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Saturday, 15 June, 2002, 14:38 GMT 15:38 UK
England march on
Michael Owen's left foot shot beats Thomas Sorensen
Owen scores his first goal of this World Cup
BBC Sport Online's chief football writer Phil McNulty, in Japan

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England's route to World Cup glory is opening up invitingly thanks to the careless hands of Denmark's Thomas Sorensen.

The minor injuries to Michael Owen and Paul Scholes are a cloud over England's celebrations after reaching the quarter-finals with surprising comfort against Denmark.

And with the might of Brazil remaining as potential last eight opponents, much work remains to be done if England and Eriksson's destiny is to be fulfilled in Yokohama on 30 June.

Denmark have been one of the surprise packages in a World Cup littered with shocks - and the incompetence they displayed at the back was another tale of the unexpected.

England coach Sven-Goran Eriksson
Eriksson's efficient approach is paying dividends

England had the game in their grasp once Emile Heskey opened a three-goal advantage on the stroke of half-time, with the previously miserly Danes distributing gifts with rare generosity.

Eriksson prides himself on efficiency and making the most of what you have, and England's opening 45 minutes epitomised his values.

If possession is nine-tenths of the law, Denmark were guilty of criminal negligence as they enjoyed a 64% share and still saw England disappear out of sight.

England had five shots on target as Niigata's Big Swan swam its way through a first-half deluge of monsoon proportions and scored three goals.

If Eriksson wanted efficiency, then this was it in every aspect.

Sunderland's highly-rated goalkeeper Sorensen cut a sorry figure as England took charge and were able to seal their place in the last eight with something to spare.

Open Quote
The road to glory is open - and England's journey is gathering an ominous momentum
Close Quote

Eriksson insisted he was unconcerned by Owen's - by his own standards - barren streak in front of goal for England.

And he added for good measure that he was not worried that England's goals before they faced Denmark came from a corner and a penalty.

Eriksson is a man England have learned to trust, so it was no surprise when Owen and his colleagues rewarded the Swede's confidence.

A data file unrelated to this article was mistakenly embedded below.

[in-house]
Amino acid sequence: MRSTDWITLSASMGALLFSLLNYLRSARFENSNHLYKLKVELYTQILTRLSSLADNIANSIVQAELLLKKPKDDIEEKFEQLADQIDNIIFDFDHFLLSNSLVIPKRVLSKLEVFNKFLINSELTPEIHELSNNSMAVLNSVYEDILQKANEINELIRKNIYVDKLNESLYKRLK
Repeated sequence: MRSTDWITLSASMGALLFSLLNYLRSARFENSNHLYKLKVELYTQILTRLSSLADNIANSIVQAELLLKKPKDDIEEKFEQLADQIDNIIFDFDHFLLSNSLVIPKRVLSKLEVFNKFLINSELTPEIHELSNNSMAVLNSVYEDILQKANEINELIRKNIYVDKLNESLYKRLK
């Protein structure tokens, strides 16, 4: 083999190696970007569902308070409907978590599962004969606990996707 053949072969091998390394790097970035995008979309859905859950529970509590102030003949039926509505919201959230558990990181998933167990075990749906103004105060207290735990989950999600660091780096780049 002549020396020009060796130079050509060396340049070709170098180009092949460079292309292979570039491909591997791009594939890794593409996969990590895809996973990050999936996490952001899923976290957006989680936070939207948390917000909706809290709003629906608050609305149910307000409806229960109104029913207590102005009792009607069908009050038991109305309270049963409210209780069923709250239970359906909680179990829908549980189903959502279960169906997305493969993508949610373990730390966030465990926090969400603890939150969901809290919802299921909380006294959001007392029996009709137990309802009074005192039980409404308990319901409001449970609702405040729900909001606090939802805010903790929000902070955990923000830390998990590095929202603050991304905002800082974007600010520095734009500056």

Owen was at his predatory best to score England's second after the sorry figure of Sorensen missed David Beckham's corner before throwing Rio Ferdinand's header into his own net for the first goal with only five minutes gone.

Paul Scholes
Scholes has a slight ankle injury

Sorensen then gave Emile Heskey a desperately needed morale-boost by allowing his powerful, but hardly unstoppable, shot to squirm in as referee Markus Merk prepared to blow his whistle for half-time.

It was ironic in the extreme that Owen failed to re-appear for the second half after officially announcing his entrance into this World Cup with a goal.

England will use every second between the moment he left the action and Friday's quarter-final to get their world-class marksman fit.

And Eriksson's satisfaction at a relatively untaxing passage will have been diluted again by the influential Scholes, one of their men of the tournament, leaving the game prematurely.

England will need Owen and Scholes in good health whoever they face next Friday, especially if it is Brazil.

Brazil mix their traditional attacking brilliance with suicidal defending, and Owen and Scholes are the sort of men who will accept any open invitations from the erratic South American rearguard.

As England and Japan fans did a conga in the rain around Niigata, Eriksson will accept the victory gratefully and hope the clouds cast by injury roll away in the same way they did in the skies above the stadium as his team strolled to victory.

The road to glory is open - and England's journey is gathering an ominous momentum as the serious World Cup business begins.


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BBC Five Live's Mike Ingham
"The squad can now watch their next opponents on Monday"
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GROUP F
  P GD PTS
SWEDEN 3 +1 5
ENGLAND 3 +1 5
ARGENTINA 3 0 4
NIGERIA 3 -2 1

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